The commander of the police’s Northern District, Asst.-Ch. Rony Atia, was expected to resign or be fired, and other law enforcement officials already have retired, following severe criticism of the way they handled the December 2010 Carmel Forest fire, Army Radio reported Wednesday, citing unnamed sources.

Ze’ev Even-Chen, a former police Central Region commander and father of Topaz Even-Chen Klein, who, along with 43 others, was killed in the fire, has led a public campaign for the dismissal of law enforcement and political officials who, according to him, mismanaged the crisis.

Even-Chen and others have submitted a petition to the High Court of Justice to remove these officials. The petition is based on, among other things, a report by then-state comptroller Micha Lindenstrauss and scathing criticism of the law enforcement sector’s state of readiness going into the crisis, and its management of the crisis once the fire started.

According to the Army Radio report, Atia was called to a meeting on Tuesday with Public Security Minister Yitzhak Aharonovitch and national police chief Insp.-Gen. Yohanan Danino. The two pressured him to announce his early retirement in order to assist the law enforcement community in moving on from the incident and ending the bad press it has been receiving.

The report also said that one Israel Prisons Service officer had been forced to retire two months ago; that the police force’s deputy inspector-general will be retiring early; and that another officer in the police had been removed from his post following criticism from Even-Chen and others.

Even-Chen has also called on Prime Minister Binyamin Netanyahu to fire Interior Minister Eli Yishai and Finance Minister Yuval Steinitz.

The petition to the High Court was submitted two weeks to the day after the State Comptroller’s Office released its report on the fire. The report found glaring failures in the way Yishai and Steinitz handled the disaster, as well as in their preparation of rescue services for such a catastrophic event.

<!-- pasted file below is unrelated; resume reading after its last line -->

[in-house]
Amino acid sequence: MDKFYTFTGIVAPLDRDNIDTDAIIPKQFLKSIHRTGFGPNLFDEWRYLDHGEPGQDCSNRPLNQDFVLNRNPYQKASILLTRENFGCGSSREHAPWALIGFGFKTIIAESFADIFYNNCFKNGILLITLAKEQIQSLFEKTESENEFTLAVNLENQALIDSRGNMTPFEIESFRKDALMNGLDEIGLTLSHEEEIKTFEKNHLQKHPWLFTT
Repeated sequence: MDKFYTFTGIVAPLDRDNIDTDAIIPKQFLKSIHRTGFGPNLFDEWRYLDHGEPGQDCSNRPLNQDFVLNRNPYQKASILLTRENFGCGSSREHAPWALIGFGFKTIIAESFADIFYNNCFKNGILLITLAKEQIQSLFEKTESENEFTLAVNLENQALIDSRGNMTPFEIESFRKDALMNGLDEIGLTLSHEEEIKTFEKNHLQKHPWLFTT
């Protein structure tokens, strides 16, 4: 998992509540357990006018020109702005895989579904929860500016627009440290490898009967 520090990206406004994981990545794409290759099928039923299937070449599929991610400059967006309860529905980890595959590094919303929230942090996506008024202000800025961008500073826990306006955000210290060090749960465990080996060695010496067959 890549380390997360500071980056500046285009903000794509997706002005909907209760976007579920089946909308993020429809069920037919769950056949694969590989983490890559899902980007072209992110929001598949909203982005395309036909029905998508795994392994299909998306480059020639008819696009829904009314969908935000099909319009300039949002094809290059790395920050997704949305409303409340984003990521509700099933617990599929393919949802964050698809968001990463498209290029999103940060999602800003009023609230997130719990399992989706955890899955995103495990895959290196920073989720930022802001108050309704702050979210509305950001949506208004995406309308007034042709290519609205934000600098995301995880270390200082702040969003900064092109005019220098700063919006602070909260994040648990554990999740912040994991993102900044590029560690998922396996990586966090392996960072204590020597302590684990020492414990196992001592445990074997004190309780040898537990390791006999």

The petitioners stated that Netanyahu and Aharonovitch “have the obligation to use the power given to them by law and remove these people from their positions and to draw personal conclusions based on what is written in the State Comptroller’s Report.”

The petition adds that the failure to exercise this power would be an “extreme” oversight. “There is no authority without responsibility, and no responsibility without anyone being held responsible,” the petition says.

Even-Chen wrote personal letters to Netanyahu and Aharonovitch following the disaster – letters he said were not answered, leaving no choice but to turn to the court.

The petition includes excerpts from the comptroller’s report that focus not only on the conduct of Steinitz and Yishai, but also on criticism of a series of police, Prisons Service and fire department commanders. It calls for Aharonovitch to examine these failures, adding that “in the moment of truth, at the moment when their professional and leadership capabilities were put to the most important test of all, the following people, unfortunately, showed leadership that was rife with failure.”

Attorneys for the petitioners wrote that their clients “are not seeking revenge. They are concerned.

As people who served in the security services for more than a few years their concern is for the principle of responsibility that has defined the security services since the founding of the state until today.”

Even-Chen took center stage at a social justice protest in front of around 10,000 demonstrators in Tel Aviv at the beginning of July. He spoke of his plans to submit the petition and drew a connection between the failings detailed in the comptroller’s report and the claims of failed national leadership made by social justice protestors.

“The disregard for people’s lives is something that must be stopped and you must make this part of your protest,” he told the crowd. “Look what happens: No one is responsible. The finance minister blames the interior minister; the interior minister blames the finance minister; the Finance Ministry says it’s the Prisons Service; they say it’s the police or the firefighters. Everyone says, ‘It wasn’t me, it was him.’ It’s one big kindergarten and the prime minister is in charge.”

Ben Hartman contributed to this story.

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